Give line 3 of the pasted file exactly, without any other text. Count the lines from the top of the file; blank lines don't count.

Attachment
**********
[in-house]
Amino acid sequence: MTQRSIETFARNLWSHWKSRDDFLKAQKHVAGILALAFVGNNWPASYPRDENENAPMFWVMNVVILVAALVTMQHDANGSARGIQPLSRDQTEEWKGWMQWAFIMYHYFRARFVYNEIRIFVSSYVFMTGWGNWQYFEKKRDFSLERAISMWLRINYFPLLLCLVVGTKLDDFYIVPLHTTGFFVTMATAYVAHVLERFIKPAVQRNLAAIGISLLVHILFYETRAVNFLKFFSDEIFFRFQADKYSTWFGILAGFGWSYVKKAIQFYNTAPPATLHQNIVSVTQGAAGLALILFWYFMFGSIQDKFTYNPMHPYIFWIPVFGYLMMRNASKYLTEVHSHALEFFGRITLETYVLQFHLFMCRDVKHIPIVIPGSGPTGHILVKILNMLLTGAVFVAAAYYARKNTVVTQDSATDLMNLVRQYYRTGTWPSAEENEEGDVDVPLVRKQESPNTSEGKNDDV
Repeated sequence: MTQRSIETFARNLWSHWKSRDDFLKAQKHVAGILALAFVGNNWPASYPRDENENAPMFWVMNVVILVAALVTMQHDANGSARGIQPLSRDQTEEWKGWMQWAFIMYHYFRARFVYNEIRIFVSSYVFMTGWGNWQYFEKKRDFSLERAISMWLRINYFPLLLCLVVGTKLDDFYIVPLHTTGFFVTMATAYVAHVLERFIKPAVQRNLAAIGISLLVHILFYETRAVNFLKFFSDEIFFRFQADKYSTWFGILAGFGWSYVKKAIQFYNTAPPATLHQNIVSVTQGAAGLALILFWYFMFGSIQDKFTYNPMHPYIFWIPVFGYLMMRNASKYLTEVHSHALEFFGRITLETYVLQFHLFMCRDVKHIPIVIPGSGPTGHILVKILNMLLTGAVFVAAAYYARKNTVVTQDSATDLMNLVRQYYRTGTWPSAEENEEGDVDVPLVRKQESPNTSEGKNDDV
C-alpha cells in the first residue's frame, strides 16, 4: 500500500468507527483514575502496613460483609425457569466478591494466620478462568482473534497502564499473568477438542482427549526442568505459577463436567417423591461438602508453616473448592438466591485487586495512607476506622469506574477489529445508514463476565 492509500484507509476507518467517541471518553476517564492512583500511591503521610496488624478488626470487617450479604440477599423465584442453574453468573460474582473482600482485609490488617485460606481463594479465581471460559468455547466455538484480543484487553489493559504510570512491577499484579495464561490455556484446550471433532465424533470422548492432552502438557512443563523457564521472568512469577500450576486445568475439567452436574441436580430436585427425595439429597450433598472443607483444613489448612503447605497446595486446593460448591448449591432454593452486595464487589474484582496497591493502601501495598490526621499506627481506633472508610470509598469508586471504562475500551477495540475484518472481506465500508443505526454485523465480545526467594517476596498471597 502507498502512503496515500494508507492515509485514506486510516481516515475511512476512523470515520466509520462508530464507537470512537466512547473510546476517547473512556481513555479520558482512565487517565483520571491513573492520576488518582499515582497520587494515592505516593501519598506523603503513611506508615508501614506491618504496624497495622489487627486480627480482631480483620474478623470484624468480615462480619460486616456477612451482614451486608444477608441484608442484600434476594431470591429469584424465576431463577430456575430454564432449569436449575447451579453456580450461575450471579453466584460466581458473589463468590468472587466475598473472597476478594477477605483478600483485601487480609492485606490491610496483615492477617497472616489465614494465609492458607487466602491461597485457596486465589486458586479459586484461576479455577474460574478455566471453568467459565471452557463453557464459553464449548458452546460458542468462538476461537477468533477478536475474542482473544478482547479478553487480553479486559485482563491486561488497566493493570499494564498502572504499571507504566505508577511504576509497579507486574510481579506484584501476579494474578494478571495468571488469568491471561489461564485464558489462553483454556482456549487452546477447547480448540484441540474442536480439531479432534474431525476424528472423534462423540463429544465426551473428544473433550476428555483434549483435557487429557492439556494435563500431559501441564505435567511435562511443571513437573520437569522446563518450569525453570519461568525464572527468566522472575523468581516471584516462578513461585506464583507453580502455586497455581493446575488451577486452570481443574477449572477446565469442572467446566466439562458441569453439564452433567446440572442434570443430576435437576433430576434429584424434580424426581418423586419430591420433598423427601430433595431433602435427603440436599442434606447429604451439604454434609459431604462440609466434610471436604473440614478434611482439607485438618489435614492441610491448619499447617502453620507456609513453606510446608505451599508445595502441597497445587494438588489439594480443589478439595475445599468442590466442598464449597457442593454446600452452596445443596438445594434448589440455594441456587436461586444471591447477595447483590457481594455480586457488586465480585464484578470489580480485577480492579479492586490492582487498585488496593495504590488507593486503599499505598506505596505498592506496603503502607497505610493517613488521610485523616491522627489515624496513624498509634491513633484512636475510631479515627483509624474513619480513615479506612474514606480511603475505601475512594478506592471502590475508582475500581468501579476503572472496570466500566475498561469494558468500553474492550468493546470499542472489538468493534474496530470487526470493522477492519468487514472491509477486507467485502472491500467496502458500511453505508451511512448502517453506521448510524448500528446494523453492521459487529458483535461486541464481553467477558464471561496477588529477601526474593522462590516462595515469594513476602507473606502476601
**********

Repeated sequence: MTQRSIETFARNLWSHWKSRDDFLKAQKHVAGILALAFVGNNWPASYPRDENENAPMFWVMNVVILVAALVTMQHDANGSARGIQPLSRDQTEEWKGWMQWAFIMYHYFRARFVYNEIRIFVSSYVFMTGWGNWQYFEKKRDFSLERAISMWLRINYFPLLLCLVVGTKLDDFYIVPLHTTGFFVTMATAYVAHVLERFIKPAVQRNLAAIGISLLVHILFYETRAVNFLKFFSDEIFFRFQADKYSTWFGILAGFGWSYVKKAIQFYNTAPPATLHQNIVSVTQGAAGLALILFWYFMFGSIQDKFTYNPMHPYIFWIPVFGYLMMRNASKYLTEVHSHALEFFGRITLETYVLQFHLFMCRDVKHIPIVIPGSGPTGHILVKILNMLLTGAVFVAAAYYARKNTVVTQDSATDLMNLVRQYYRTGTWPSAEENEEGDVDVPLVRKQESPNTSEGKNDDV